Trump’s Condemnations Mean Nothing


AP News

Officers stand outside the Time Warner Center after a suspicious package was sent to CNN last week.

Tom Hopkins, Staff Writer

Last week, CNN’s headquarters in New York was evacuated due to a suspicious package arriving in the mailroom. Similar packages arrived at the homes of former President Barack Obama and Hillary Clinton on the same day, and in businessman George Soros’ mailbox the day prior. All of the packages contained homemade pipe bombs.

What all of these targets have in common is that they are frequent punching bags for President Donald Trump and are often the subjects of the right-wing conspiracy theories.

Thankfully, no one was hurt, at least not physically, but the message was clear. The news outlets will call these bomb threats, or bomb scares, which is technically accurate, but a more apt term would be domestic terrorism. These are premeditated actions taken with the intent of making a certain group of people afraid—namely, the perceived enemies of the president.

The White House condemned the threats via Mike Pence’s Twitter, saying: “We condemn the attempted attacks against former President Obama, the Clintons, CNN and others. These cowardly actions are despicable and have no place in this country. Grateful for the swift response of Secret Service, FBI and local law enforcement. Those responsible will be brought to justice.”

Later that day, Trump himself added to the discourse.

“I just want to tell you that in these times, we have to unify,” Trump said. “We have to come together and send one very clear, strong, unmistakable message that threats or acts of political violence have no place in the United States of America.”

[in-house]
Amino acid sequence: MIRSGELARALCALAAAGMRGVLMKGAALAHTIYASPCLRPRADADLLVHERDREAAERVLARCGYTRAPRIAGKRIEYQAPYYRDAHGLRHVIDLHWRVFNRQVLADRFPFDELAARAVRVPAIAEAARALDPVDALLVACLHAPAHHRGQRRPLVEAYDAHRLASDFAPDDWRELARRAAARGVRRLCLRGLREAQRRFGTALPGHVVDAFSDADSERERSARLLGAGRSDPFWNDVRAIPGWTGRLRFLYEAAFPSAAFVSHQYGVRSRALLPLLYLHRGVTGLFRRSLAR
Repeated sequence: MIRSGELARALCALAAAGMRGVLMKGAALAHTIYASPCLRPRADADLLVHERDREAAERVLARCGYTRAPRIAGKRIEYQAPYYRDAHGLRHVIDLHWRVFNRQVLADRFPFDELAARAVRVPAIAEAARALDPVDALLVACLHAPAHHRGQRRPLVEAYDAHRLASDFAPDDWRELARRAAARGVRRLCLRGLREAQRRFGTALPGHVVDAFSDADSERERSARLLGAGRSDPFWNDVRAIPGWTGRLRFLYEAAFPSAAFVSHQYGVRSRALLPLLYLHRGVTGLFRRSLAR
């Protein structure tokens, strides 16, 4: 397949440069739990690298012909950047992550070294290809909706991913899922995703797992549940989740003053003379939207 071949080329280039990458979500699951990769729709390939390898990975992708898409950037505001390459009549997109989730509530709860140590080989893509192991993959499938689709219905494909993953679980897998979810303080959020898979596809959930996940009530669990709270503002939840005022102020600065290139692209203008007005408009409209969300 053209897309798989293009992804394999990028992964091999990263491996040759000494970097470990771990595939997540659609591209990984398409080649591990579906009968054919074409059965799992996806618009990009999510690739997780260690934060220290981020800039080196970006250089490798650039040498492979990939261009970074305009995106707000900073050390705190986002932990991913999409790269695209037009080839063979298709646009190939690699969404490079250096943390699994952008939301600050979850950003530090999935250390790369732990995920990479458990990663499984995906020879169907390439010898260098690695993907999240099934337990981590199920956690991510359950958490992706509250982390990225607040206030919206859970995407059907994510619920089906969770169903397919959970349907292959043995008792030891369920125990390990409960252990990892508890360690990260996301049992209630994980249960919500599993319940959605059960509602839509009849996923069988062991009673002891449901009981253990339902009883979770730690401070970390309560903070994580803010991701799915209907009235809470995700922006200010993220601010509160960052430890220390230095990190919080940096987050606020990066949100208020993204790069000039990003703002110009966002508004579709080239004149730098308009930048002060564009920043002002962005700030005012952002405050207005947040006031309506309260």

The problem with these condemnations is that, after years of Trump and his administration rallying against the press, they don’t really mean anything.

The Trump Administration has not hidden its contempt for journalists, labeling the media as “the enemy of the people,” cheering the assault of Guardian reporter Ben Jacobs at the hands of Republican Congressman Greg Gianforte and backing the Saudi government even after it became apparent that its officials were responsible for the murder of journalist Jamal Khashoggi.

These examples are all very recent, so how can anyone take Trump’s plea for togetherness seriously? How can someone who has done nothing but sow division and disharmony have the nerve to now try to spread a message of unity? The White House statement and Trump’s comments are just salt in the wound to journalists and their families and their friends, who fear for the lives of their loved ones. Media personnel are no longer just hard-working folks doing their jobs. They have become pariahs and targets of violence since Trump’s war on truth has begun.

Trump’s anti-media rhetoric has convinced enough people that the media is a threat to America. The condemnations don’t do anything to comfort those who were threatened last week. They won’t do anything to prevent future threats or terrorist actions against journalists or anybody who opposes Trump and his policies. It’s too little, too late for that. The condemnations come off as more of a wink and a nod to Trump’s base than anything else.